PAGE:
Even as the world shifts to AI, U.S government has advised against autonomous vehicles
By Daisy Okanga | As the technology dawned, the predictions were stunning: one 2015 prediction forecast that autonomous vehicles would be piloting humans around U.S. cities in significant numbers as soon as 2018.
But in 2020 AVs have barely shown themselves in the United States, while other countries like China are threatening to take the lead, according to Forbes report.
“Even the manufacturers have taken a much more careful view of it, a much more calculated view in the United States,” said Jerry Quandt, Executive Director of the Illinois Autonomous Vehicle Association, “but we are seeing it happening in China, and there are cities where 20% of the vehicles they have on the road are autonomous.”
Around the world, autonomous cars that have gained ground include; Tesla S, BMW 740i, Mercedes-Benz S-class, Sedan, Toyota Corolla, Chevrolet Volt, Chrysler Pacifica, Genesis G80, Subaru Legacy, among others. The auto-piloted cars started way back in 2017 and have continued to date.
From the 1960s through the Defense Advanced Research Projects Agency (DAPRA) In 2005, automated vehicles research in the United States was primarily funded by DAPRA, the US army &US navy, yielding advances in speed increment, controls and sensor systems.
A self-driving car is known as Autonomous Vehicle (AV), this is a vehicle that is capable of sensing its environment and moving with little or no human effort.
The term autopilot was coined by Tesla to describe the semi-autonomous driving technology in the model S and X.
In 2017, Audi stated that its latest A8 would be automated at speeds of up to 60 kilometres per hour. The driver would not have to do safety checks such as frequently gripping the steering wheel.
This car was claimed to be the first car to reach level 3 automated driving, and it would also be the first manufacturer to use laser scanners in addition to cameras and ultrasonic system.
Waymo (formerly the Google self-driving car project—stands for a new way forward in mobility) announced it had begun testing driverless cars without a safety driver in the position in 2017. By October 2018, it had tested vehicles travelled in the automated mode for more than 10,000,000 miles.
However, in 2020, National Transportation Safety Board in the USA clarified that there is no self-driving on the roads, every vehicle sold to US consumers still requires the driver to be actively engaged in the driving task, even when the advanced auto piloted systems are activated.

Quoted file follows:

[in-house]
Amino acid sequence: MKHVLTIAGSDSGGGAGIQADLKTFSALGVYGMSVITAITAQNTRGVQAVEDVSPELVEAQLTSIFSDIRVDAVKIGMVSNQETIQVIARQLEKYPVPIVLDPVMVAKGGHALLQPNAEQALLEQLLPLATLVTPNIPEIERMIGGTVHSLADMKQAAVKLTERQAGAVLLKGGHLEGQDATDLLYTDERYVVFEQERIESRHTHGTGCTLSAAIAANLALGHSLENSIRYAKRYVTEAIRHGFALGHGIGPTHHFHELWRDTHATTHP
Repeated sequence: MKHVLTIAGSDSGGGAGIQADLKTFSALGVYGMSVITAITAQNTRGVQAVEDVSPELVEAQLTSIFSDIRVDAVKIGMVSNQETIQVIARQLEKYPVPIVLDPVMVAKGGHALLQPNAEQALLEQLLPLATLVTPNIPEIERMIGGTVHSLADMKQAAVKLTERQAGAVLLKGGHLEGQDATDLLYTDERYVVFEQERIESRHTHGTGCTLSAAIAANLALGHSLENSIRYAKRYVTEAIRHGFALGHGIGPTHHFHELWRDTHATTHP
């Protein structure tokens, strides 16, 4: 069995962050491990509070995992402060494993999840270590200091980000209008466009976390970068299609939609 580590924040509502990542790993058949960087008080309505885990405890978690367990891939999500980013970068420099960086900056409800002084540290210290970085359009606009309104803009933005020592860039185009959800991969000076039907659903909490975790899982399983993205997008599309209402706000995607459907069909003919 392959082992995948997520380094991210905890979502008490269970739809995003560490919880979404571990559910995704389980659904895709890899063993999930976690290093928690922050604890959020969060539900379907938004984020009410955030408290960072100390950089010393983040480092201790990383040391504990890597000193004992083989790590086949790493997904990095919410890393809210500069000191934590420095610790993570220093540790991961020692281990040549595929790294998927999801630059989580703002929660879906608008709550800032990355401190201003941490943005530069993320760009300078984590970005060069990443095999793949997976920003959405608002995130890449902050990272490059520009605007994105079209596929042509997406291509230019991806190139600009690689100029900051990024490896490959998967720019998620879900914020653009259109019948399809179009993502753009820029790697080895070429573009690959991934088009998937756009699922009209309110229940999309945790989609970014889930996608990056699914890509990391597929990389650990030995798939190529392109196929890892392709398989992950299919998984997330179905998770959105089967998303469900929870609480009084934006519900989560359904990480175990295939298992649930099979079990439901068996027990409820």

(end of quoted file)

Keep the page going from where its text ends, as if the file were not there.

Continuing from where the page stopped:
It’s still argued that no one can be certain about the safety potential of self-driving automobiles until they advance from the experimental stage and become ingrained in daily life. Machines are rarely, if ever, perfect
Countries such as the Netherlands are termed to be “ready” for the driverless cars. The study notes four factors that most prepared countries have in common:
1. Government support and oversight
2. Excellent highway infrastructure
3. Large-scale innovation
4. General consumer acceptance
The US safety advocates and the National Transportation Safety Board (NTSB) have criticized that autonomous vehicles with AV 4.0 specifications fail to adequately protect public safety.
NTSB, is a US FIRM which investigates crashes and proposes safety regulations and has previously criticized the National Highway Traffic Safety Administration (NHTSA), for failing to regulate AV testing on roads. NHTSA is the US’ road safety agency and part of Chao’s department.
NTSB has also criticized that existing voluntary safety reports fail to hold automakers accountable.
“The manufacturers are not going to be objective in evaluating their own safety assessments,” NTSB Chairman Robert Sumwalt said at a Senate hearing in November 2019.
“There needs to be a federal look at these assessments to make sure that they are done properly,” he proposed.